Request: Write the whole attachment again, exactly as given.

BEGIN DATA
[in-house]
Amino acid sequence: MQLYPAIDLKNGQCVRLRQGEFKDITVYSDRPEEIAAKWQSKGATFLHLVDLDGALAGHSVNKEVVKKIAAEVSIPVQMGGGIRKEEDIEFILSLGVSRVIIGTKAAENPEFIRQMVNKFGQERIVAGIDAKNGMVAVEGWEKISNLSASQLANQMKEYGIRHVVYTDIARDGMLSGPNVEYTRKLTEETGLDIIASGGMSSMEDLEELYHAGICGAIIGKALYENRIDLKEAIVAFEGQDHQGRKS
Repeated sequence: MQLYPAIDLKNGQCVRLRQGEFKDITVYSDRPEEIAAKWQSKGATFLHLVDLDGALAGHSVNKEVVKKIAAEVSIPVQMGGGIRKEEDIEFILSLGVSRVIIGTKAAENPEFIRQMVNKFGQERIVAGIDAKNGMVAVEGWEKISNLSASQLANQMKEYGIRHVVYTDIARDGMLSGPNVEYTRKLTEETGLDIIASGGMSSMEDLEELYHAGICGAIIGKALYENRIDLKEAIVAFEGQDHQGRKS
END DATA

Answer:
[in-house]
Amino acid sequence: MQLYPAIDLKNGQCVRLRQGEFKDITVYSDRPEEIAAKWQSKGATFLHLVDLDGALAGHSVNKEVVKKIAAEVSIPVQMGGGIRKEEDIEFILSLGVSRVIIGTKAAENPEFIRQMVNKFGQERIVAGIDAKNGMVAVEGWEKISNLSASQLANQMKEYGIRHVVYTDIARDGMLSGPNVEYTRKLTEETGLDIIASGGMSSMEDLEELYHAGICGAIIGKALYENRIDLKEAIVAFEGQDHQGRKS
Repeated sequence: MQLYPAIDLKNGQCVRLRQGEFKDITVYSDRPEEIAAKWQSKGATFLHLVDLDGALAGHSVNKEVVKKIAAEVSIPVQMGGGIRKEEDIEFILSLGVSRVIIGTKAAENPEFIRQMVNKFGQERIVAGIDAKNGMVAVEGWEKISNLSASQLANQMKEYGIRHVVYTDIARDGMLSGPNVEYTRKLTEETGLDIIASGGMSSMEDLEELYHAGICGAIIGKALYENRIDLKEAIVAFEGQDHQGRKS